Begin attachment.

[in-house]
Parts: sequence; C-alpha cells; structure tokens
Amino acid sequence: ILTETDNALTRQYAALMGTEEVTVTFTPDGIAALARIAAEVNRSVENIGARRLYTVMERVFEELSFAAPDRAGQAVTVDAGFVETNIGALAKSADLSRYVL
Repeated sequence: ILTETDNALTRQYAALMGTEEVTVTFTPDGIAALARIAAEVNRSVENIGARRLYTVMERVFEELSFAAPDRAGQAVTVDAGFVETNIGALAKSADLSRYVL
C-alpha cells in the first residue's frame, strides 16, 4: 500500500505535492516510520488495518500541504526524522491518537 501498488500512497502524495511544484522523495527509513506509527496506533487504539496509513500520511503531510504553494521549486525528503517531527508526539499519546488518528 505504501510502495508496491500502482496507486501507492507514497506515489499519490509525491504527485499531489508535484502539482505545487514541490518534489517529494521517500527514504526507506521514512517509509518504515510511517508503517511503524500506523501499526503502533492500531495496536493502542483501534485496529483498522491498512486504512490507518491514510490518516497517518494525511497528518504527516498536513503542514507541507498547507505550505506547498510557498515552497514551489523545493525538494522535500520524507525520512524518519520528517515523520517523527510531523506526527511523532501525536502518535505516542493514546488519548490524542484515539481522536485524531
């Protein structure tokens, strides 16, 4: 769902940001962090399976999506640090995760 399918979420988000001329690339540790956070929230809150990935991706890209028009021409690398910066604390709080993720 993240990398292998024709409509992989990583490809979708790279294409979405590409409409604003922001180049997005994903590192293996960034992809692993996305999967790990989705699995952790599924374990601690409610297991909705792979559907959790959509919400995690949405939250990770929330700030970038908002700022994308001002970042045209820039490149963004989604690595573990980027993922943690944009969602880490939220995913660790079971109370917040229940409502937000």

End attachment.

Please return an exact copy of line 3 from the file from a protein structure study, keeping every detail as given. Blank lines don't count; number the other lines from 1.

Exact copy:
Amino acid sequence: ILTETDNALTRQYAALMGTEEVTVTFTPDGIAALARIAAEVNRSVENIGARRLYTVMERVFEELSFAAPDRAGQAVTVDAGFVETNIGALAKSADLSRYVL